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FUELATV Aug 14 2007, 03:05 PM Post #1


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I have photos of every pipe in the shootout mounted up on the bike, but this website is not letting me post that many photos. I will also have all the dyno sheets posted soon. I just need to scan them all and upload them.

I want to make a few statements here. First off do not get all caught up in the peak HP number. All dynos read different. This is why we have a base line run to see the gains made with each pipe. The dyno used is a dyno jet dyno. All of the pipes were tuned for max HP. Some pipes liked 13-1 a/f and some liked 13.8-1.

1. WILL THE AFTER MARKET EXHAUST PIPES MAKE MORE HP THEN THE STOCK EXAUST WITH THE BAFFLE PULLED OUT?
A. YES ..... All of the pipes tested ..... SO FAR.... did make more HP then the stock exhaust with the baffle pulled out. Most of the aftermarket pipes tested were VERY close. Some made a little more then others.

2. DB'S ...... All of the db testing was done at 3750 RPM. The spark arrestors were removed on the aftermarket exhausts for this test.

3. All dyno runs were done with 91 octane pump gas.

The dyno sheets will be listed below. We will show each pipe run layed up aginst the stock pipe with the baffle pulled. Then you can see how much better each pipe does over the stock set up.


Stock pipe - Baffle out, air box lid off and a Power commander
Peak HP - 40.96
Max Torque - 30.15


Pro Circuit pipe -
Peak HP - 44.61
Max Torque - 31.52
104db at 3750 RPM
The Pro Circuit pipe has mounts for the stock head pipe heat shield, but it does not have mounts for the stock mid pipe heat shield. The Pro Circuit's can is riveted together making repacking alittle more time consuming.

Baldwin Racing pipe-
Peak HP - 44.93
Max Torque - 32.18
102db at 3750 RPM
This is a REALLY nice piece. Baldwin went the extra mile incorperating alot of nice features into their pipe. The pipe has machined fittings for the canister and mid pipe making intalling it and removing it very easy. The Baldwin pipe also has a Billet canister mount, Thick head pipe flange, both the head pipe and mid pipe stock heat shields will bolt on. To top it off the end cap unbolts for easy canister repacking.

Trinity Racing pipe -
Peak HP - 45.16
Max Torque - 33.05
106db at 3750
The Trinity pipe is a multi step pipe. It has a mount for the head pipe heat shield, comes ceramic coated, and uses a trick billet clamp to hold on the canister. The pipe's end cap does unbolt for easy canister repacking.

LRD pipe - Anniversary Edition Exhaust .......OPTIONAL 1.9 end cap sleeve installed
Peak HP - 45.26
Max Torque - 33.35
102db at 3750
This exhaust features a modular billet rear end-cap design that utilizes sleeves to tune performance and sound. The Anniversary Edition pipe comes with a 1.25 inch end cap sleeve. You can buy the .875 inch sleeve or the 1.9 inch sleeve at $29.95 each from LRD. These other sleeves DO NOT COME WITH THE PIPE. This LRD pipe has a HUGE canister diameter. The LRD pipe does have mounts for the stock head pipe heat shield, but no mounts for the mid pipe heat shield. This pipe does have a billet header flange, but it is not as thick as some of the others . The pipe's end cap does unbolt for easy canister repacking.

LRD pipe - Anniversary Edition Exhaust ....... 1.25 end cap sleeve comes with this pipe
No dyno numbers with this endcap, but expect a BIG HP loss
100db at 3750

LRD pipe - Anniversary Edition Exhaust ....... OPTIONAL .875 end cap sleeve installed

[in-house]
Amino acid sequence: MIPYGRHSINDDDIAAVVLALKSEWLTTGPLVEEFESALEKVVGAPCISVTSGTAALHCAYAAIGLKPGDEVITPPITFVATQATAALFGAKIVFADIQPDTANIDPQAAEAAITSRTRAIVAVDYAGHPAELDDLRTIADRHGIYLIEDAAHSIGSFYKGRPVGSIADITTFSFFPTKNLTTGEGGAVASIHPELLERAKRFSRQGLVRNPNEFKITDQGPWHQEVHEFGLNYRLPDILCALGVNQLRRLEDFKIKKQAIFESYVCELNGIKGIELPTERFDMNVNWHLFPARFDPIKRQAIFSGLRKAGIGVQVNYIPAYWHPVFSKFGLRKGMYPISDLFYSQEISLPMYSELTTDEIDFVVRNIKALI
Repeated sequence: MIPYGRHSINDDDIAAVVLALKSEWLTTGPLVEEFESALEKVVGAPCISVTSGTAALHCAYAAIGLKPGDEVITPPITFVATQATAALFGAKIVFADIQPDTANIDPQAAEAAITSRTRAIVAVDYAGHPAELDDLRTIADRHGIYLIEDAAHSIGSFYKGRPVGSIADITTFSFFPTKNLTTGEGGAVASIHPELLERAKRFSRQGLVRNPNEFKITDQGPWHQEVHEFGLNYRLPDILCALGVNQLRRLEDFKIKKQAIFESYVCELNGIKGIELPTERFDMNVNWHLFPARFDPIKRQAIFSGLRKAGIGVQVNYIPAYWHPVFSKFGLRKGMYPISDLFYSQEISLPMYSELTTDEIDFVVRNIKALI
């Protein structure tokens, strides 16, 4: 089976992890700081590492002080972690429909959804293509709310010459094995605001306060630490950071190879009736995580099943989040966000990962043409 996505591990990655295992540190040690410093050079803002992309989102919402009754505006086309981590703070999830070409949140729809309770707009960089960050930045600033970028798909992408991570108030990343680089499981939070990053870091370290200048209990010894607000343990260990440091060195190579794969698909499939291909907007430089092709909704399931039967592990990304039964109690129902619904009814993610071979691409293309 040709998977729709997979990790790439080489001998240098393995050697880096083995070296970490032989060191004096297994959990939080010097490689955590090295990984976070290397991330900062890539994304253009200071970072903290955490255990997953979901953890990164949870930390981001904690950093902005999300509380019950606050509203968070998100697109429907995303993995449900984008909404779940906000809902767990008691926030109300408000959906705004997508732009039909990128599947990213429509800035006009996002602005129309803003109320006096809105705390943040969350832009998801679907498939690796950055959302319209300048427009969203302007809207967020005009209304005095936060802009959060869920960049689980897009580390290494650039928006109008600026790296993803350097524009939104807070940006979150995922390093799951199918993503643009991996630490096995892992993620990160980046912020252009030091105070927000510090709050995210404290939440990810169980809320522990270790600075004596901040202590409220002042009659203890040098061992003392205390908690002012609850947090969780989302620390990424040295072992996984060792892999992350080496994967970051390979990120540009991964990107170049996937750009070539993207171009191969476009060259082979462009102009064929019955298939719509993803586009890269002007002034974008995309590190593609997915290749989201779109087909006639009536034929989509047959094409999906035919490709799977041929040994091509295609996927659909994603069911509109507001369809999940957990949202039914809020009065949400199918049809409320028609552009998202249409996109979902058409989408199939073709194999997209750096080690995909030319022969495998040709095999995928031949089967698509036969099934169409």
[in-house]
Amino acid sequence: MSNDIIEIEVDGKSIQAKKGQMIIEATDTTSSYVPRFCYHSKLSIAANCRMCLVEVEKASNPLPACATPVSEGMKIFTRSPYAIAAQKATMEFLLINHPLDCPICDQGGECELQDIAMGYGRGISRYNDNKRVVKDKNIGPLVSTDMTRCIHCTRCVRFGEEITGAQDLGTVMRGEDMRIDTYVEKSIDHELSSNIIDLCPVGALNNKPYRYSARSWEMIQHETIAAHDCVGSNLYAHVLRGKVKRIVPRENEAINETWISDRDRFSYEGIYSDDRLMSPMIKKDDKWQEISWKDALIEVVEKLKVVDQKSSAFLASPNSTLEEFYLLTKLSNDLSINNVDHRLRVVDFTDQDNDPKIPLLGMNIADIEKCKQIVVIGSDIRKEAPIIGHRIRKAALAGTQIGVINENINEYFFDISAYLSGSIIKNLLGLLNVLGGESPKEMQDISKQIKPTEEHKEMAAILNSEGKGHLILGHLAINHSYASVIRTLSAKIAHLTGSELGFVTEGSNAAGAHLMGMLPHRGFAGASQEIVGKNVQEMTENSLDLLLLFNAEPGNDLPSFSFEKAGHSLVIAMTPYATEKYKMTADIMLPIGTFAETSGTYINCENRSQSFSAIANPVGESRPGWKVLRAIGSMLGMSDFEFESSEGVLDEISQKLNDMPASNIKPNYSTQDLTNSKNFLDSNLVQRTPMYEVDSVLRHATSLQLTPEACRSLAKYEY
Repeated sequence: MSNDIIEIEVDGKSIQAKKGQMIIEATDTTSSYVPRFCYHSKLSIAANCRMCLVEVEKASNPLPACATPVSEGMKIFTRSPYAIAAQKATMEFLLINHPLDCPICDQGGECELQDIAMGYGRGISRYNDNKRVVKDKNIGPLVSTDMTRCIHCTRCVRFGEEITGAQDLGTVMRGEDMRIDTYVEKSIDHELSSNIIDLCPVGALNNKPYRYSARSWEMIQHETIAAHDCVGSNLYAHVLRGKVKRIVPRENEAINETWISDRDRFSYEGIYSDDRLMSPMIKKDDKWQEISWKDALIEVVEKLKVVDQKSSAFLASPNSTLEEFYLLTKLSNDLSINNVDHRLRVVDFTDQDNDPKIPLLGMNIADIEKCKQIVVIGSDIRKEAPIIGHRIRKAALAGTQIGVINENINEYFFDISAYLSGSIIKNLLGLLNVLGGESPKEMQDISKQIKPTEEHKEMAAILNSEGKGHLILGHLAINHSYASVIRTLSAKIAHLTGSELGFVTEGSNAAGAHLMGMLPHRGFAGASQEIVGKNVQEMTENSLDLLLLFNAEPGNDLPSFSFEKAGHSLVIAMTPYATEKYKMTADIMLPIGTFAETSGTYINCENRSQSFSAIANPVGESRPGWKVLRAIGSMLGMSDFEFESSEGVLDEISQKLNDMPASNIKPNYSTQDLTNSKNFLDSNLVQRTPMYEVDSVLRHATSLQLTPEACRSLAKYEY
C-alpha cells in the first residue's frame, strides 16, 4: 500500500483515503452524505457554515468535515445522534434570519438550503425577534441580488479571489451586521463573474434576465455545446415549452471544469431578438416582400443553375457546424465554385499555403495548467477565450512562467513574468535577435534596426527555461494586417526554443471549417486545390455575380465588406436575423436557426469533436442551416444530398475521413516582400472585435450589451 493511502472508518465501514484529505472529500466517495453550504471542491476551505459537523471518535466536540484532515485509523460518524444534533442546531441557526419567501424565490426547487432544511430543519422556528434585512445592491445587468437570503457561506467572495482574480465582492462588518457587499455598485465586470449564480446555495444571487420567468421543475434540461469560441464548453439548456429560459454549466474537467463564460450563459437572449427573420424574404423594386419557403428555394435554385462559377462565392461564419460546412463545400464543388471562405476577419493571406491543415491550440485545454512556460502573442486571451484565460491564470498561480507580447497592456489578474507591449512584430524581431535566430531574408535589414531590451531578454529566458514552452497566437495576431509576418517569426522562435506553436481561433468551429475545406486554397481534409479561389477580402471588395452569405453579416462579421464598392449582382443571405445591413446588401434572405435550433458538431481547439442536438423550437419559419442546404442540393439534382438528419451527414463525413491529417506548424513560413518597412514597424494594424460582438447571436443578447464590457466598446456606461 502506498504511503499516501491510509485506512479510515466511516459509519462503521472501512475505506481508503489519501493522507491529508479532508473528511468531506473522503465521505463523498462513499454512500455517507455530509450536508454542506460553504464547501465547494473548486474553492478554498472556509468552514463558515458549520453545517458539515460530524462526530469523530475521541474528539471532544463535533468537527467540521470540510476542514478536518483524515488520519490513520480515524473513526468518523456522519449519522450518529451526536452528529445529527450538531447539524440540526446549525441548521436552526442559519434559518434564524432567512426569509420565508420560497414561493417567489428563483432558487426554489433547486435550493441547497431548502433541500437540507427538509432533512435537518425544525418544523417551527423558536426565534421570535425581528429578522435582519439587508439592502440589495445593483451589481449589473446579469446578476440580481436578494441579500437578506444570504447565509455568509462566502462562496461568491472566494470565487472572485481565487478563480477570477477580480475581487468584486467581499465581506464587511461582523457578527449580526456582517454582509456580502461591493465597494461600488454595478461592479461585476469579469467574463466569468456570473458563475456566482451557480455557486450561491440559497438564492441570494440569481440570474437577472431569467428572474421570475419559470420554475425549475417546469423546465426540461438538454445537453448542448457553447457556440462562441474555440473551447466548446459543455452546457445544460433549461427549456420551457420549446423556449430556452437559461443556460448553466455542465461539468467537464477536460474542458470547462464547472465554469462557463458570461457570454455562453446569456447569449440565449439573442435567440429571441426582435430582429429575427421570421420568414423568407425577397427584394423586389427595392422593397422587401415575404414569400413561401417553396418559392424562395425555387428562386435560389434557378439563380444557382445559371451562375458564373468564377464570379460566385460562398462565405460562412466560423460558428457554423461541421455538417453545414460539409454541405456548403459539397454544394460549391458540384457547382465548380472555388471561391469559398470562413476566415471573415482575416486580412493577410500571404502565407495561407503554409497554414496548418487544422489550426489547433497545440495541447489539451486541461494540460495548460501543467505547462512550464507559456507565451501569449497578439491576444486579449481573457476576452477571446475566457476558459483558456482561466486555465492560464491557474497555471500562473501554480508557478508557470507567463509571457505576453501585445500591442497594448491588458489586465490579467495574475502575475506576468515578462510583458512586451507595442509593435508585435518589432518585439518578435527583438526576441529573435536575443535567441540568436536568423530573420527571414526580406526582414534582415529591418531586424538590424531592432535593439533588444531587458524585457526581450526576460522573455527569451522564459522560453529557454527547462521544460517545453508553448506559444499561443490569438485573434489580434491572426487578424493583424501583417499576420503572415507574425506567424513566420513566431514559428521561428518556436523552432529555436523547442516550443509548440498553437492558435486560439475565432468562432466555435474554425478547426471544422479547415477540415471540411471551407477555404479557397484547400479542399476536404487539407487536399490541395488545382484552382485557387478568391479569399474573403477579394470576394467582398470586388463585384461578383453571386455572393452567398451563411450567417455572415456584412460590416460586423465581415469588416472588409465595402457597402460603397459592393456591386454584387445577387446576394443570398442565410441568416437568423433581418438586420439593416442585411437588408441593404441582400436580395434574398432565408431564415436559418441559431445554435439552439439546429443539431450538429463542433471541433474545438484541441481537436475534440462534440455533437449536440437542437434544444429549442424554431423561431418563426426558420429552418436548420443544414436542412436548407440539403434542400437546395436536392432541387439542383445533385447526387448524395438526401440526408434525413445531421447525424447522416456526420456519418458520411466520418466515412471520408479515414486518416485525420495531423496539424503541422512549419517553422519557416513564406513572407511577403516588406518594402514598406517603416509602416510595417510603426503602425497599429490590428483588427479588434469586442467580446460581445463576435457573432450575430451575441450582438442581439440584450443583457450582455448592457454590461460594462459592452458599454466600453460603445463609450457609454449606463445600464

No dyno numbers with this endcap, but expect a BIG HP loss
97db at 3750

Motoworks pipe -
Peak HP - 45.46
Max Torque - 33.05
102db at 3750
This pipe does have a billet header flange, but it is not as thick as some of the others. The head pipe does not have any steps and the diameter is about the same as the stock head pipe. Once it goes alittle ways into the mid pipe it does have a small step. The Motoworks pipe does have a riveted canister this will make repacking the canister alittle more time consuming.

Dasa pipe - 16 inch standard version
Peak HP - 45.6
Max Torque - 33.25
103db at 3750 RPM
The Dasa pipe is a multi stepped pipe. All Dasa pipes are hand made here in the USA and the quality really shows with perfect tig welds. The Dasa pipe does not have any heat shield mounts. It does have alot of nice features including TRICK billet end caps, a billet canister mount and a THICK head pipe flange. The Dasa pipe's end cap does unbolt for easy canister repacking.

Sparks Racing pipe - BIG CORE version
Peak HP - 45.72
Max Torque - 32.62
107 at 3750 RPM
The sparks pipe does not have any mounts for a heat shield. Sparks did make the end cap unbolt for easy canister repacking.

HMF pipe -
Peak HP - 45.72
Max Torque - 32.80
105db at 3750 RPM
The HMF pipe is a multi spepped pipe. It does have a riveted canister this will make repacking the canister alittle more time consuming. This pipe does not have any heat shield mounts.

Yoshimua pipe - full stainless steel version
Peak HP - 45.76
Max Torque - 33.55
102db at 3750
The Yoshi pipe features a billet canister mounting bracket and mounts for both mid pipe and head pipe heat shields. The also comes with a custom yoshi head pipe heat shield. The pipe does not have any steps untill right befor the canister. The Yoshi pipe does have a riveted canister this will make repacking the canister alittle more time consuming.

ESR pipe -
Peak HP - 46.15
Max Torque - 32.48
106db at 3750 RPM
The ESR pipe is a multi stepped head pipe that comes ceramic coated and includes a very cool clamping billet canister mount. It does not have any heat shield mounts. This pipe's end cap does unbolt for easy canister repacking.

Dasa pipe - 13 inch CUSTOM FUELATV version 106db at 3750 RPM
Peak HP - 46.3
Max Torque - 33.25
All Dasa pipes are hand made here in the USA and the quality really shows with perfect tig welds. The Dasa pipe does not have any heat shield mounts. It does have alot of nice features including TRICK billet end caps, a billet canister mount and a THICK head pipe flange. The Dasa pipe's end cap does unbolt for easy canister repacking.
(IMG:http://i35.photobucket.com/albums/d169/FUELATV2005/KFX450PIPES012.jpg)
(IMG:http://i35.photobucket.com/albums/d169/FUELATV2005/KFX450PIPES011.jpg)
 

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Sorry i guess i should have posted that here too. I will post up photos of all the pipes installed this weekend.
 

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what is the db level of the stock with spark arrestor out? what about the HMF quiet core series any test? would like something little less noisy but decent gains, if can be.